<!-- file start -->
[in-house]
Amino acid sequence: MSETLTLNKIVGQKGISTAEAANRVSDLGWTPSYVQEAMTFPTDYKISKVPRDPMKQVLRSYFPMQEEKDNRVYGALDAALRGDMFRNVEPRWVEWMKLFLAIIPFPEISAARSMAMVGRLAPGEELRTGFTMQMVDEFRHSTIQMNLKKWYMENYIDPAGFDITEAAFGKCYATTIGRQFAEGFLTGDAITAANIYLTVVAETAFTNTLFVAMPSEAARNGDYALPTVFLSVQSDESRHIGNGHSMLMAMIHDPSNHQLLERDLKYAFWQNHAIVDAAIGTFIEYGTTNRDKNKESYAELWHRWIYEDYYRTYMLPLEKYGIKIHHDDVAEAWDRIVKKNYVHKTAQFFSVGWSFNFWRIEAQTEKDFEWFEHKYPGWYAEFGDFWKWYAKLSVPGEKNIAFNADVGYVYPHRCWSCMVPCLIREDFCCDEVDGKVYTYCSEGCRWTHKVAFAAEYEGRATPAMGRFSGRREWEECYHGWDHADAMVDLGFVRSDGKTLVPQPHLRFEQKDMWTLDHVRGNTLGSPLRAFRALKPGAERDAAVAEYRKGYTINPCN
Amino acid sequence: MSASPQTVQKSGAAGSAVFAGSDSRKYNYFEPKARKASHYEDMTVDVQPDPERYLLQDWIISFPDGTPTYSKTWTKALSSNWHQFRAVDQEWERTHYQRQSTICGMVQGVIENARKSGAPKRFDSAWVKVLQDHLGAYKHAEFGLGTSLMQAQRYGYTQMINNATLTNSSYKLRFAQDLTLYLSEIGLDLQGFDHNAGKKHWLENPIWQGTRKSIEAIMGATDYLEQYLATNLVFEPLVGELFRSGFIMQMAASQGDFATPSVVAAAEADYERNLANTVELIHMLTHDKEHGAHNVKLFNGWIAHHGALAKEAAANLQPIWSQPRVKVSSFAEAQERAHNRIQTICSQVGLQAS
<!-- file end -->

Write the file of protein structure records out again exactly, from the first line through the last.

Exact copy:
[in-house]
Amino acid sequence: MSETLTLNKIVGQKGISTAEAANRVSDLGWTPSYVQEAMTFPTDYKISKVPRDPMKQVLRSYFPMQEEKDNRVYGALDAALRGDMFRNVEPRWVEWMKLFLAIIPFPEISAARSMAMVGRLAPGEELRTGFTMQMVDEFRHSTIQMNLKKWYMENYIDPAGFDITEAAFGKCYATTIGRQFAEGFLTGDAITAANIYLTVVAETAFTNTLFVAMPSEAARNGDYALPTVFLSVQSDESRHIGNGHSMLMAMIHDPSNHQLLERDLKYAFWQNHAIVDAAIGTFIEYGTTNRDKNKESYAELWHRWIYEDYYRTYMLPLEKYGIKIHHDDVAEAWDRIVKKNYVHKTAQFFSVGWSFNFWRIEAQTEKDFEWFEHKYPGWYAEFGDFWKWYAKLSVPGEKNIAFNADVGYVYPHRCWSCMVPCLIREDFCCDEVDGKVYTYCSEGCRWTHKVAFAAEYEGRATPAMGRFSGRREWEECYHGWDHADAMVDLGFVRSDGKTLVPQPHLRFEQKDMWTLDHVRGNTLGSPLRAFRALKPGAERDAAVAEYRKGYTINPCN
Amino acid sequence: MSASPQTVQKSGAAGSAVFAGSDSRKYNYFEPKARKASHYEDMTVDVQPDPERYLLQDWIISFPDGTPTYSKTWTKALSSNWHQFRAVDQEWERTHYQRQSTICGMVQGVIENARKSGAPKRFDSAWVKVLQDHLGAYKHAEFGLGTSLMQAQRYGYTQMINNATLTNSSYKLRFAQDLTLYLSEIGLDLQGFDHNAGKKHWLENPIWQGTRKSIEAIMGATDYLEQYLATNLVFEPLVGELFRSGFIMQMAASQGDFATPSVVAAAEADYERNLANTVELIHMLTHDKEHGAHNVKLFNGWIAHHGALAKEAAANLQPIWSQPRVKVSSFAEAQERAHNRIQTICSQVGLQAS